“You blew with Your breath — the sea covered them over.” Exodus 15:10
What a joy to get to blog for 3200 Stories! I’m going to be posting a few items as I develop a new theater piece, titled Sea of Reeds, which will be performed early next year at the JCCSF.
It’s kind of scary to be sharing my raw experiences as I create the show: I feel a bit like The Monologuist With No Clothes. Eventually, when my collaborators and I have completed Sea of Reeds, I’ll get to “wear” the finished (and, presumably, polished) piece. But right now, as always happens, I begin in a condition of utter not-knowingness, stumbling in the dark through the marshes of my memories and confusions.
As a matter of fact, the marsh analogy is especially apt in this case! The Sea of Reeds (often translated, in older versions of the Torah, as the “Red Sea”) is, famously, the body of water that seemingly blocked the Israelites from making a life-saving escape from the Egyptians. But then, in what is considered the greatest miracle ever experienced by the Jewish people, the sea parted — allowing the Israelites to cross to safety — before closing again to swallow their pursuers.
The popular imagery of this event comes to us from the old Cecil B. DeMille movie The Ten Commandments, in which Charlton Heston (who, to be honest, doesn’t really look Jewish) raises his staff, signaling God to part the waters into two giant walls.
But, as my rabbi, Menachem Creditor of Congregation Netivot Shalom in Berkeley, points out, the parting of the waters didn’t happen so quickly: “… the Lord led the sea with a mighty east wind all night” (my emphasis added). Which could lead someone to imagine a very different movie scene — one in which a shallow marsh, choked with reeds, is, over the course of many nocturnal hours, buffeted by relatively gentle winds, making it passable (though possibly quite muddy) for the fleeing Israelites.
So was the parting of the Sea of Reeds a DeMille-type miracle or more of a natural, gradual event? Well, I don’t know (I wasn’t there!).
But what I find so compelling about this Biblical passage — and the epic story that contains it — is that it evokes in me such strong emotions about how difficult it is to make big changes, individually and collectively.
Just to pick one subject that I currently find overwhelming, particularly as a father: How will we deal with global warming? Can we make the significant, and often jarring, changes in our behavior that will reverse (or at least ameliorate) the catastrophic melting of our planet, even as powerful economic forces resist any such efforts?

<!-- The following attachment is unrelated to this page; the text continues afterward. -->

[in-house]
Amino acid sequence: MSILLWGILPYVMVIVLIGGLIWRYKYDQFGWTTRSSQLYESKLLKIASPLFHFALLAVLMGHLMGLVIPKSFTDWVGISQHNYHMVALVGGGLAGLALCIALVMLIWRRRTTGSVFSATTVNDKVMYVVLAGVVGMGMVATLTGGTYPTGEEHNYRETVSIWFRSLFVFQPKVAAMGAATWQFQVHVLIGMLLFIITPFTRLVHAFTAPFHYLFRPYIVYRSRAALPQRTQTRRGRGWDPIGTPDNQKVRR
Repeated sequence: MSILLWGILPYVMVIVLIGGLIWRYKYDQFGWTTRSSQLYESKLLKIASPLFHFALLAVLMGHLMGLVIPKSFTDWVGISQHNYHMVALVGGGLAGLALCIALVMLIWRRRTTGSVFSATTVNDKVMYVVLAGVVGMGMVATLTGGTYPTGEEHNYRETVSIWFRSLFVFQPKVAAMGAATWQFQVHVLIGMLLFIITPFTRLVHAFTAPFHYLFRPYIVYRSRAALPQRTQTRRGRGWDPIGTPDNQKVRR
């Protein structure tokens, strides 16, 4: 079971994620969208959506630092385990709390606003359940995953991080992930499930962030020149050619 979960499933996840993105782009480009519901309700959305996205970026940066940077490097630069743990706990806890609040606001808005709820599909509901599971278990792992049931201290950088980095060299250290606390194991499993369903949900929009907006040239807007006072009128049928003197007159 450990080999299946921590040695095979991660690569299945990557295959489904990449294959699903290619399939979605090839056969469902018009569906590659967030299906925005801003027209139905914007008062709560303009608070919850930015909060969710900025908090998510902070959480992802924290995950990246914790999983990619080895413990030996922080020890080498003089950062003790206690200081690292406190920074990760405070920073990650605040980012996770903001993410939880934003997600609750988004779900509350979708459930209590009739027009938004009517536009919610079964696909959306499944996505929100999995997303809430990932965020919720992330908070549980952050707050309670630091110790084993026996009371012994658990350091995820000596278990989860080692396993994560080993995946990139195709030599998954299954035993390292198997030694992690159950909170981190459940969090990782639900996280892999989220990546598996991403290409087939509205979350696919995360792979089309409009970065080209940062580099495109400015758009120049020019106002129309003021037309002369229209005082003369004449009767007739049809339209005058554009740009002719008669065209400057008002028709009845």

I look at my teenage son, and I think of the fragile world he is inheriting, and I pray for a miracle. But as I’ve begun, in middle age, to explore Judaism, I’ve come to believe that prayer is impotent unless accompanied by action — that, regardless of whether there is a God (or even a Charlton Heston), we humans must do our own muddy slogging if we hope to reach the other side.
And what, you may reasonably be wondering, does all this have to do with the Sea of Reeds show I’m working on? Well, I must tell you, in all honesty: I don’t know! (Yet!) But I do know a few things:
- The piece will have something to do with the Exodus story — and certainly with the episode at the Sea of Reeds.
- It will also have something to do with playing the oboe, a double-reed wind instrument that I (and, indirectly, my neighbors) suffered with in my youth — and which I have now taken up again, in my 50s.
- It will also have something to do with my newfound fascination with Judaism – including my bar mitzvah, two summers ago, in Israel.
- There will be at least one cantata by J.S. Bach, as found in a book of oboe solos I have with the evocative title of Difficult Passages.
- In Biblical Hebrew, the word for “wind,” ruach, is also the word for “breath” and “spirit” — raising the question: Which of those actually caused the sea to part?
- For the first time, after decades of monologue-making, I will be sharing the stage with other performers — musicians and actors.
- I’m hecka-nervous!
So that’s what I’m working on — and what I will be describing to you, mid-process, in upcoming posts. How will I make it across? I don’t know for sure — but I think I feel a wind coming.
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You can find out more about Josh’s doings at JoshKornbluth.com.